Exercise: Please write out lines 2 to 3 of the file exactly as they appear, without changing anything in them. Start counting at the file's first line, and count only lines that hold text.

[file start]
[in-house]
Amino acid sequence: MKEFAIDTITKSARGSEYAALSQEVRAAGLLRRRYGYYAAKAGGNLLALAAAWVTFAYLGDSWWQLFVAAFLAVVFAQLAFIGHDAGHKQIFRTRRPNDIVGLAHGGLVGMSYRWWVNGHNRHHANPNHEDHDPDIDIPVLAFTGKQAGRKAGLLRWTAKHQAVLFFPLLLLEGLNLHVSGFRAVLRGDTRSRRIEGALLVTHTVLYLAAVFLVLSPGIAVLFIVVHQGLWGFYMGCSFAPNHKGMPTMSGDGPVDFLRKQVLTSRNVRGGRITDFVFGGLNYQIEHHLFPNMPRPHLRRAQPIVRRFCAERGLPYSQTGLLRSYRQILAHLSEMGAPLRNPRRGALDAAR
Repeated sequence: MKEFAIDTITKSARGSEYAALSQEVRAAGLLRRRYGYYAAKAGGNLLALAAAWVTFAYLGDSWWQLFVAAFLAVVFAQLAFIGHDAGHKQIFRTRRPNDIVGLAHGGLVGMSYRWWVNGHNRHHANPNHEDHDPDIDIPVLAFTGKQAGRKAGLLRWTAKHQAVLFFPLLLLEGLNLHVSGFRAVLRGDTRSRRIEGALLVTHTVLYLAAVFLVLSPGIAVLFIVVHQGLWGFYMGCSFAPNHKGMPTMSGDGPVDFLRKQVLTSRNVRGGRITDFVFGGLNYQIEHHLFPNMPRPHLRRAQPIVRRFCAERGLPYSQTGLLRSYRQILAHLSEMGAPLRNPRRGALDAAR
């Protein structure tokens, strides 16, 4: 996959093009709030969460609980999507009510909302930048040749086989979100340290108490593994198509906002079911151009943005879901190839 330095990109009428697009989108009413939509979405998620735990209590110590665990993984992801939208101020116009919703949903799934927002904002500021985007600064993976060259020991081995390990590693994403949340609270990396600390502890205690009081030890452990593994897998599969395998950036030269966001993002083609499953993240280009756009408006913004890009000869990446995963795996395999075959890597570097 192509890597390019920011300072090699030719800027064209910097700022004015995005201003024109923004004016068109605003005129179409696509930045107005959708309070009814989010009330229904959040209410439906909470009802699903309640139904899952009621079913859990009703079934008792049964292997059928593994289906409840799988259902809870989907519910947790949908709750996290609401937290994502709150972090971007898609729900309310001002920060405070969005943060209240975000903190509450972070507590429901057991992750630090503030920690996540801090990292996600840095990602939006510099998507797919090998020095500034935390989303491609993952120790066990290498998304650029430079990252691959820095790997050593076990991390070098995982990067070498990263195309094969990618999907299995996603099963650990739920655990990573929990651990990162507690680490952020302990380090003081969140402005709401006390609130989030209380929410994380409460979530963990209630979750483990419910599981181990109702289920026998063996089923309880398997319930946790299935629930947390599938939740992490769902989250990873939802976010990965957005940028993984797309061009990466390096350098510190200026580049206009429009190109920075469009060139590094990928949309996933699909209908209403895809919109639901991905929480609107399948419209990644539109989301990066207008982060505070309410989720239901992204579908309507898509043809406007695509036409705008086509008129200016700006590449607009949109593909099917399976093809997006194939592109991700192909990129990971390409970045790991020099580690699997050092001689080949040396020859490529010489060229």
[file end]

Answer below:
Amino acid sequence: MKEFAIDTITKSARGSEYAALSQEVRAAGLLRRRYGYYAAKAGGNLLALAAAWVTFAYLGDSWWQLFVAAFLAVVFAQLAFIGHDAGHKQIFRTRRPNDIVGLAHGGLVGMSYRWWVNGHNRHHANPNHEDHDPDIDIPVLAFTGKQAGRKAGLLRWTAKHQAVLFFPLLLLEGLNLHVSGFRAVLRGDTRSRRIEGALLVTHTVLYLAAVFLVLSPGIAVLFIVVHQGLWGFYMGCSFAPNHKGMPTMSGDGPVDFLRKQVLTSRNVRGGRITDFVFGGLNYQIEHHLFPNMPRPHLRRAQPIVRRFCAERGLPYSQTGLLRSYRQILAHLSEMGAPLRNPRRGALDAAR
Repeated sequence: MKEFAIDTITKSARGSEYAALSQEVRAAGLLRRRYGYYAAKAGGNLLALAAAWVTFAYLGDSWWQLFVAAFLAVVFAQLAFIGHDAGHKQIFRTRRPNDIVGLAHGGLVGMSYRWWVNGHNRHHANPNHEDHDPDIDIPVLAFTGKQAGRKAGLLRWTAKHQAVLFFPLLLLEGLNLHVSGFRAVLRGDTRSRRIEGALLVTHTVLYLAAVFLVLSPGIAVLFIVVHQGLWGFYMGCSFAPNHKGMPTMSGDGPVDFLRKQVLTSRNVRGGRITDFVFGGLNYQIEHHLFPNMPRPHLRRAQPIVRRFCAERGLPYSQTGLLRSYRQILAHLSEMGAPLRNPRRGALDAAR